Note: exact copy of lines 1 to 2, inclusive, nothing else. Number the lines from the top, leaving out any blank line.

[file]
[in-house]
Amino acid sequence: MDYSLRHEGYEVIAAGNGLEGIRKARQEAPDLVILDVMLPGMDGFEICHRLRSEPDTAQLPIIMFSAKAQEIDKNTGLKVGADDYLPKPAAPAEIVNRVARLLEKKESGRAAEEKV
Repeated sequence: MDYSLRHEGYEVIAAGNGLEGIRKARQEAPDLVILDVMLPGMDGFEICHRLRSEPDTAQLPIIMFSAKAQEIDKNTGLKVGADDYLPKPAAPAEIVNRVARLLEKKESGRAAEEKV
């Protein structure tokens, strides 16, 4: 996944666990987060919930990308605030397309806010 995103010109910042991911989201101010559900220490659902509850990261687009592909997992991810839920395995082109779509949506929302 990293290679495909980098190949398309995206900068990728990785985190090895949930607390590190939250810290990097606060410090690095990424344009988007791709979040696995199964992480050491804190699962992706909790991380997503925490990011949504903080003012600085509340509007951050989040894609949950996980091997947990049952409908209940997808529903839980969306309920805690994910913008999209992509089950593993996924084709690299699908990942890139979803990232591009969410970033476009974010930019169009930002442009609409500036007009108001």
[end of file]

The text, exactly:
[in-house]
Amino acid sequence: MDYSLRHEGYEVIAAGNGLEGIRKARQEAPDLVILDVMLPGMDGFEICHRLRSEPDTAQLPIIMFSAKAQEIDKNTGLKVGADDYLPKPAAPAEIVNRVARLLEKKESGRAAEEKV